Let's say a legal aid lawyer is confronted, daily, with the problem of too many clients and not enough time to provide each one with full representation.

The lawyer says, "I could spend all my time providing full representation, in which case I might be able to represent 20 percent of the people who walk through my door. Or, I could spend all my time writing self-help materials and updating people on their cases and providing the occasional phone call.

"Or, I can have some mixture of those two. I'd be able to tell which people are okay with self-help materials, if in fact there is anyone who is okay with just self-help materials, and which people really have to have individual representation or they won't succeed."

An evidence-based thinker might look at that problem and say, "Those are very hard allocation decisions to make. They depend on a lot of knowledge about how many people would succeed with self-help alone, or how many people will fail even if given full representation.

"Let's do some randomized controlled trials: randomize whether people receive self-help materials or full representation for a set period. Follow everyone, observe their results and compare the costs and benefits of one program versus another.

"Meanwhile, let's try to collect as much background information as we can on the folks that come in so that if it seems like we might want to have some full representation and some self-help, we can have some predictors based on scientific measurements as to who 'needs' the full representation in order to succeed (those may be the folks that you want to target for your full representation cases.)"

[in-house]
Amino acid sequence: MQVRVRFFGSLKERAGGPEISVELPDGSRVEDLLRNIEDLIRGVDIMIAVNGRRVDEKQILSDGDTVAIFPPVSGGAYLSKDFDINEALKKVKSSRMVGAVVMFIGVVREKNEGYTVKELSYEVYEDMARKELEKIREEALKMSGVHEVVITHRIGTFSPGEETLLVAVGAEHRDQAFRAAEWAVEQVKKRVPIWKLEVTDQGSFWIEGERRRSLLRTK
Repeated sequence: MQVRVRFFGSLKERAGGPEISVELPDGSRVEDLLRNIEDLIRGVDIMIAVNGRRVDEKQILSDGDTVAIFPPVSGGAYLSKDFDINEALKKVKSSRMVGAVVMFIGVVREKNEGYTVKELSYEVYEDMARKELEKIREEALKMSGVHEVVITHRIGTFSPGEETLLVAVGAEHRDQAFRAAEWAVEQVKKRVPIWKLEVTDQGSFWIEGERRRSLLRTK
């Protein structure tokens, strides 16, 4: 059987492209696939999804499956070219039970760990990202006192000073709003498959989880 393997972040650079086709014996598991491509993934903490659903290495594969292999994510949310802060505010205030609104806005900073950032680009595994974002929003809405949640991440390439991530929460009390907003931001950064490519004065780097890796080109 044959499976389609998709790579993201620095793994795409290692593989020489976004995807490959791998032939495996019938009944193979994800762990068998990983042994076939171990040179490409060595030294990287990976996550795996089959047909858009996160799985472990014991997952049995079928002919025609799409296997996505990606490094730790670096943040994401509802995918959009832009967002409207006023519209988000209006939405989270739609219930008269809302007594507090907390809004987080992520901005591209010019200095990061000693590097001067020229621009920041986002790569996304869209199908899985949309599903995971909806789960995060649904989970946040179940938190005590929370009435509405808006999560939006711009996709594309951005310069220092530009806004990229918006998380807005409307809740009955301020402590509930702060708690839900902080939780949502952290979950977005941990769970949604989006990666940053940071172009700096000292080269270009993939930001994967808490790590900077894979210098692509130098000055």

What are some of the lab's biggest projects?

It's important to note that these studies are extensive, multiyear projects that compare self-help with whole representation on a cost basis, and they include long-term follow-up on things that amount to, even though they aren't technically, credit scores and credit reports as well as legal results.

So far, we have received a grant from the National Institute of Justice to pursue a large scale randomized trial on expungements of criminal records. Hopefully the design will tell us whether expungement provides a benefit to individuals who are successful in obtaining it, in employment and housing outcomes.

We also have trials in the field right now on pretrial risk assessment scores, which is a highly contested issue in criminal law. We are randomizing whether the judges have them in some cases and not in others, to see the varying effects of these scores.

Are there ethical concerns about randomizing people's access to justice?

The really jolting way of expressing this is "when is it okay to randomize who gets a parachute coming out on an airplane that's going down?"

You might think "Oh my Gosh, It'd never be okay to randomize parachutes!"

Well if there aren't enough parachutes to go around, that may be a fair way to do it. And also, the legal services situation we're in, it's not like parachutes — we know parachutes work, we know how many lives they'd save if you gave them to people in an airplane that's going down.

We don't know the success rates in terms of full legal services as compared to something like self-help plus the availability of a phone call. We don't know that right now because quite frankly we ordinarily don't look.

All Access is a series of discussions with leaders in the access to justice field. Questions and answers have been edited for length and clarity.